Participating in 150 minutes of exercise a week—just 2.5 hours of walking briskly or another physical activity—could delay an inherited form of Alzheimer’s, according to researchers of a new study.
The cross-sectional study, recently published in Alzheimer’s & Dementia: The Journal of the Alzheimer’s Association, gathered 15 years of data from 459 participants. The participants were selected from the longitudinal Dominantly Inherited Alzheimer Network (DIAN) study, which consists of family members of individuals with a rare form of genetically-inherited autosomal dominant Alzheimer’s Disease (ADAD). This form of Alzheimer’s is inherited when a parent carries a genetic mutation in one of three genes. Children of a parent with this mutation have a 50 percent chance of inheriting ADAD, and nearly 100 percent of those with ADAD will develop Alzheimer’s disease by the age of 60. Of the study’s participants, 275 had been diagnosed with ADAD. The remaining 184 participants were not ADAD carriers. The average age of all participants was 38.4.
Researchers calculated the year in which participants would begin to show signs of Alzheimer’s by looking at the age of onset for participants’ closest family members. Calculating that age helped researchers determine that carriers of the rare form of Alzheimer’s who exercised 150 minutes per week showed improved cognition when they took the Mini Mental State Examination (MMSE) and Clinical Dementia Rating Sum of Boxes (CDR-SOB), two tests used to diagnose dementia patients at the age researchers predicted they would develop Alzheimer’s.
In contrast, ADAD carriers who exercised fewer than 150 minutes a week demonstrated a decline in cognition when taking the tests. There were no changes in cognition in participants who were non-carriers of ADAD.
In addition, participants’ cerebrospinal fluid, a biomarker used to diagnose Alzheimer’s, was measured at the start of the study and again at expected onset of ADAD. Mutation carriers who had a high level of physical activity showed a statistically significant decline in Alzheimer’s disease biomarkers in cerebrospinal fluid, including lower tau, a protein that builds into toxic clumps in the brains of people diagnosed with Alzheimer’s. Those with a low level of physical activity showed an increase in Alzheimer’s disease biomarkers, including a build-up of tau.
An expert not associated with the study says that evidence of biological changes to the brain is encouraging. “Cognitive tests are showing a biological change in the brain. That the biomarkers confirmed the results of the cognitive tests is exciting and it tells us more research is needed,” said James Hendrix, Ph.D., the director of Global Science Initiatives at the Alzheimer’s Association.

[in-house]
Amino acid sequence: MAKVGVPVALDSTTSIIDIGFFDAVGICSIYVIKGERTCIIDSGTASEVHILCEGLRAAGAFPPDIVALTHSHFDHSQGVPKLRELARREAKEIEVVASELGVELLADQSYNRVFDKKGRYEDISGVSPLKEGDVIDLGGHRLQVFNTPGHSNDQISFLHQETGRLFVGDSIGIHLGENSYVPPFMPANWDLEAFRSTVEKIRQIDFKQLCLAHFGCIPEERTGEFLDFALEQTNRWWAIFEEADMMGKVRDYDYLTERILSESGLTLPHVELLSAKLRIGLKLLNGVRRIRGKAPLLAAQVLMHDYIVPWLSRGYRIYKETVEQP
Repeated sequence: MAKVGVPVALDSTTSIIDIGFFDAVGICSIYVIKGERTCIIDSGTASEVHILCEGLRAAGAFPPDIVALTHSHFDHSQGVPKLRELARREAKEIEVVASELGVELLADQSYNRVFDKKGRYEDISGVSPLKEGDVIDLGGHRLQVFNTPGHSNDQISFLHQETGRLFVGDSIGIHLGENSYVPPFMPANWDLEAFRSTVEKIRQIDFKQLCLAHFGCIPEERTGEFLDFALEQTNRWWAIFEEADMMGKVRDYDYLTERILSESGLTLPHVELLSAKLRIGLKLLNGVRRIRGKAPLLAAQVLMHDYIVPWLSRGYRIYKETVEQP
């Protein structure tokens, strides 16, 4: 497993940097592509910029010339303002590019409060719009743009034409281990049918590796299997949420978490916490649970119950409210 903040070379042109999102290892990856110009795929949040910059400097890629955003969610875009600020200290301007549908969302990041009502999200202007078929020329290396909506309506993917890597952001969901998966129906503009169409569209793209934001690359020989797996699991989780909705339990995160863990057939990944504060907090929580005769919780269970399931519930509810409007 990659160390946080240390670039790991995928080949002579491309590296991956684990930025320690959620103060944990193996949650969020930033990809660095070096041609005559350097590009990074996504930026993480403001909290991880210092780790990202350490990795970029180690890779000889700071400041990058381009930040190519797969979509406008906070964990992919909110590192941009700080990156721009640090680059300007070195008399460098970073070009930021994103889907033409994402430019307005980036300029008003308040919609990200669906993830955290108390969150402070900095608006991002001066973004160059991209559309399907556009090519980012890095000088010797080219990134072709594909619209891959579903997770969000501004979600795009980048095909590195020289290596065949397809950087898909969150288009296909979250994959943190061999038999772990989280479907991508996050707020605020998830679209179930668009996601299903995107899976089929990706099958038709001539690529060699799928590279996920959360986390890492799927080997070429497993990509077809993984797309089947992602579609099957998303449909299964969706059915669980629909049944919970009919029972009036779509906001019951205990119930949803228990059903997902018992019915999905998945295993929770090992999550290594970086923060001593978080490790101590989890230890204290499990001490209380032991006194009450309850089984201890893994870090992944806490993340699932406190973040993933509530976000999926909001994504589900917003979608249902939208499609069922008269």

The study also supports a potential link between higher amounts of exercise and a later diagnosis of very mild dementia. The results support a “beneficial effect of [physical activity] on cognition and dementia signs and symptoms in individuals with genetically-driven autosomal dominant Alzheimer’s Disease,” the study’s authors report. “A physically active lifestyle seems to play an important role in slowing the development and progression of autosomal dominant Alzheimer’s Disease.”
This new study sheds light on an area of Alzheimer’s research that has been less understood. Dr. Christoph Laske, M.D., and his research team at the University Hospital of Tübingen, Germany add to the is a growing body of research supports the correlation between exercise and improved mental cognition for the more common, late-onset Alzheimer’s disease. One study shows a link between exercise and decreased incidence of dementia in people 65 and over. Other studies suggest that regular exercise can delay Alzheimer’s in APoE4 carriers by 20 years or more. The new study’s findings also align with the findings of a study that show a positive correlation between exercise and improved cognitive function.
“The results of this study are encouraging, and not only for individuals with rare genetically-caused Alzheimer’s disease,” said Maria C. Carrillo, Ph.D., the Alzheimer’s Association chief science officer. “If further research confirms this relationship between physical activity and later onset of dementia symptoms in ADAD, then we need to expand the scope of this work to see if it also is true in the millions of people with more common, late onset Alzheimer’s.”
The study’s findings are good news for people who are able to exercise, but for those who are physically unable to exercise, this news could present a challenge.
“We need to understand what other lifestyle factors could give people benefits,” said Hendrix. “The recent SPRINT MIND study looked at blood pressure and found that people with lower blood pressure had lower rates of dementia and cognitive decline. There are ways to manage blood pressure through drugs and diet, so this could be one approach for people who are unable to exercise.”
In an effort to better understand all the lifestyle factors that influence brain health, the Alzheimer’s Association has initiated a two-year clinical trial called the U.S. Study to Protect Brain Health Through Lifestyle Intervention to Reduce Risk (U.S. POINTER). The study will evaluate the effects of physical exercise, nutrition counseling and modification, cognitive and social stimulation, and improved self-management of health status, on the cognitive function of 2,500 volunteers between the ages of 60-79 who are at risk for cognitive decline.